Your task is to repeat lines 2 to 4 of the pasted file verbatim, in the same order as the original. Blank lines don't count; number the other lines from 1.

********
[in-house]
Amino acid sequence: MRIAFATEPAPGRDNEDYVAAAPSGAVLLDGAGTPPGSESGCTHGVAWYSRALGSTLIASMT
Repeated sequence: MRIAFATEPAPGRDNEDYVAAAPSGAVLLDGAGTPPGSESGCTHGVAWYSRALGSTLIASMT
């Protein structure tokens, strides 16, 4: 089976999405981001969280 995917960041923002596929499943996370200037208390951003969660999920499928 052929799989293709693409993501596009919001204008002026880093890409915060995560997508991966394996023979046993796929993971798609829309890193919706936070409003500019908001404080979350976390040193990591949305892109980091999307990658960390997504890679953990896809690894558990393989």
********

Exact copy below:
Amino acid sequence: MRIAFATEPAPGRDNEDYVAAAPSGAVLLDGAGTPPGSESGCTHGVAWYSRALGSTLIASMT
Repeated sequence: MRIAFATEPAPGRDNEDYVAAAPSGAVLLDGAGTPPGSESGCTHGVAWYSRALGSTLIASMT
């Protein structure tokens, strides 16, 4: 089976999405981001969280 995917960041923002596929499943996370200037208390951003969660999920499928 052929799989293709693409993501596009919001204008002026880093890409915060995560997508991966394996023979046993796929993971798609829309890193919706936070409003500019908001404080979350976390040193990591949305892109980091999307990658960390997504890679953990896809690894558990393989």